The Busy Countryside of Late Roman Corinth: Interpreting Ceramic Data Produced by Regional Archaeological Surveys
by David K. Pettegrew
Hesperia, Volume 76, Issue 4
Stable URL: http://www.jstor.org/stable/25068042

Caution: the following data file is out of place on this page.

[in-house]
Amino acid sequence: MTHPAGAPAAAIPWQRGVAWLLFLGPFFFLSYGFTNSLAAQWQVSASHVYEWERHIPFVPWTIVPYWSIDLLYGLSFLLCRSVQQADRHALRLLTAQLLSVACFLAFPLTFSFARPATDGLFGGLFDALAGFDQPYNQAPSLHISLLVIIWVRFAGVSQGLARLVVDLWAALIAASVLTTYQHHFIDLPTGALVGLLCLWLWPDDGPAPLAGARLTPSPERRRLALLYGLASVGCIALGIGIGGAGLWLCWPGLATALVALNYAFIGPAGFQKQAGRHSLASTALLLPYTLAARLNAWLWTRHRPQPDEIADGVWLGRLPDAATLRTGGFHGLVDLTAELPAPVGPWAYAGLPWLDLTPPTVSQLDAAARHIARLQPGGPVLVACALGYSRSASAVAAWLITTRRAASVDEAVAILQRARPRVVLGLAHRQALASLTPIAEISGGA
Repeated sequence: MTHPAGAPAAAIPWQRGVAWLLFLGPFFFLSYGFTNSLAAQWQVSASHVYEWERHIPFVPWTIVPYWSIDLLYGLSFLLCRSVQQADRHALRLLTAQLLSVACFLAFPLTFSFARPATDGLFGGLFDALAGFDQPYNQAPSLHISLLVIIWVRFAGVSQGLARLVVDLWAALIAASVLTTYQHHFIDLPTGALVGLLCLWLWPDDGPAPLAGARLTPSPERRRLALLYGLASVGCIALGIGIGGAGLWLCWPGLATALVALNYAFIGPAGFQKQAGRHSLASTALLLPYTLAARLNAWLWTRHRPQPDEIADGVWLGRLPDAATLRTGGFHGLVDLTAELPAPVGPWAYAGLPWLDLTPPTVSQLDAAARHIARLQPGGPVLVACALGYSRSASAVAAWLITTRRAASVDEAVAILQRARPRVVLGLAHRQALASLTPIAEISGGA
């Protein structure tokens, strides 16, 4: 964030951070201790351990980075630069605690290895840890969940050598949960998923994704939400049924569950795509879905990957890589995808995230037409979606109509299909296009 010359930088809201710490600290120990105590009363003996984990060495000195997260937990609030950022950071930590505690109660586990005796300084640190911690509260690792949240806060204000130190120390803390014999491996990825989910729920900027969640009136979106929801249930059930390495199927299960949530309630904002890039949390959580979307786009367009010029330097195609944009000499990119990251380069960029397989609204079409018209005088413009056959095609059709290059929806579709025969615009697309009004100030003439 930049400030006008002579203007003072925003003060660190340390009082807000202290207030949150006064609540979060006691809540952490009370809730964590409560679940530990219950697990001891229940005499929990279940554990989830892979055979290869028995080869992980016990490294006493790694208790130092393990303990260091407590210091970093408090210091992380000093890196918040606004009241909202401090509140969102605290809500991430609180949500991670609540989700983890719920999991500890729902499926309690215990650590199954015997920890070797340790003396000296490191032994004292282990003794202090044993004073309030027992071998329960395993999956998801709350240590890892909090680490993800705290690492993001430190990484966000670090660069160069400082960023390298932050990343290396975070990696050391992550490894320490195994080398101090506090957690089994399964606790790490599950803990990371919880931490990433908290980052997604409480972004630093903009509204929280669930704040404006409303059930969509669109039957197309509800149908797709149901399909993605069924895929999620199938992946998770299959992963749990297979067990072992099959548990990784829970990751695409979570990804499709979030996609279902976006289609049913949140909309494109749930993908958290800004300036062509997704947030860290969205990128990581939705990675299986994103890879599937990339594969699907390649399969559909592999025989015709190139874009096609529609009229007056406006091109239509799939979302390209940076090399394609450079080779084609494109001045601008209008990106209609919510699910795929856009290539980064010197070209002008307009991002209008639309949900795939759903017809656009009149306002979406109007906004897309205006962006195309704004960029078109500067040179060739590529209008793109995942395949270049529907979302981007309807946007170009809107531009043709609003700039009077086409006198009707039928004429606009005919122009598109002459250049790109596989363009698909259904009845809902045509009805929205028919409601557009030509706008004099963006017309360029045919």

Using data generated by the Eastern Korinthia Archaeological Survey, the author examines the evidence for the frequently attested "explosion" of Late Roman settlement in the Corinthia, assessing the degree to which the differential visibility of pottery from the Early and Late Roman periods affects our perception of change over time. Calibration of ceramic data to compensate for differences in visibility demonstrates a more continuous pattern of exchange, habitation, and land use on the Isthmus during the Roman era. The author also compares excavated and surface assemblages from other regional projects, and suggests new ways of interpreting the ceramic evidence produced by archaeological surveys.